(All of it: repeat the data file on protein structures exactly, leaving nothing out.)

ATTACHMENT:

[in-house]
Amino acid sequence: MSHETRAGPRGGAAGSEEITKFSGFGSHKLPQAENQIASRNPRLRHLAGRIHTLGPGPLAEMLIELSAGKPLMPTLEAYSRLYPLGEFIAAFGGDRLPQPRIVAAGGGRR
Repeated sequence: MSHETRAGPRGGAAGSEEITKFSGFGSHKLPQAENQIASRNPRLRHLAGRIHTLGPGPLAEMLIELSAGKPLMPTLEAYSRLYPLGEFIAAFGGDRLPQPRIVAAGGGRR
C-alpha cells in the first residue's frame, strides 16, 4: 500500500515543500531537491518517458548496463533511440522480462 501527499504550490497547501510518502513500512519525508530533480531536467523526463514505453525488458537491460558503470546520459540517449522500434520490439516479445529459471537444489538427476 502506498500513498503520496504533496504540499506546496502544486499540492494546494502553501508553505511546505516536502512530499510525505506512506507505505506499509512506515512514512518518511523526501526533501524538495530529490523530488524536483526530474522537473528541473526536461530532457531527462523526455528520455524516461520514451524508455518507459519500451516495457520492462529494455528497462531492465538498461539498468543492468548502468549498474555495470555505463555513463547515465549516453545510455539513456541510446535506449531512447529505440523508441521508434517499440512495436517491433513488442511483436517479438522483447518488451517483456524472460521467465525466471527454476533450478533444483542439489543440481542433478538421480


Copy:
[in-house]
Amino acid sequence: MSHETRAGPRGGAAGSEEITKFSGFGSHKLPQAENQIASRNPRLRHLAGRIHTLGPGPLAEMLIELSAGKPLMPTLEAYSRLYPLGEFIAAFGGDRLPQPRIVAAGGGRR
Repeated sequence: MSHETRAGPRGGAAGSEEITKFSGFGSHKLPQAENQIASRNPRLRHLAGRIHTLGPGPLAEMLIELSAGKPLMPTLEAYSRLYPLGEFIAAFGGDRLPQPRIVAAGGGRR
C-alpha cells in the first residue's frame, strides 16, 4: 500500500515543500531537491518517458548496463533511440522480462 501527499504550490497547501510518502513500512519525508530533480531536467523526463514505453525488458537491460558503470546520459540517449522500434520490439516479445529459471537444489538427476 502506498500513498503520496504533496504540499506546496502544486499540492494546494502553501508553505511546505516536502512530499510525505506512506507505505506499509512506515512514512518518511523526501526533501524538495530529490523530488524536483526530474522537473528541473526536461530532457531527462523526455528520455524516461520514451524508455518507459519500451516495457520492462529494455528497462531492465538498461539498468543492468548502468549498474555495470555505463555513463547515465549516453545510455539513456541510446535506449531512447529505440523508441521508434517499440512495436517491433513488442511483436517479438522483447518488451517483456524472460521467465525466471527454476533450478533444483542439489543440481542433478538421480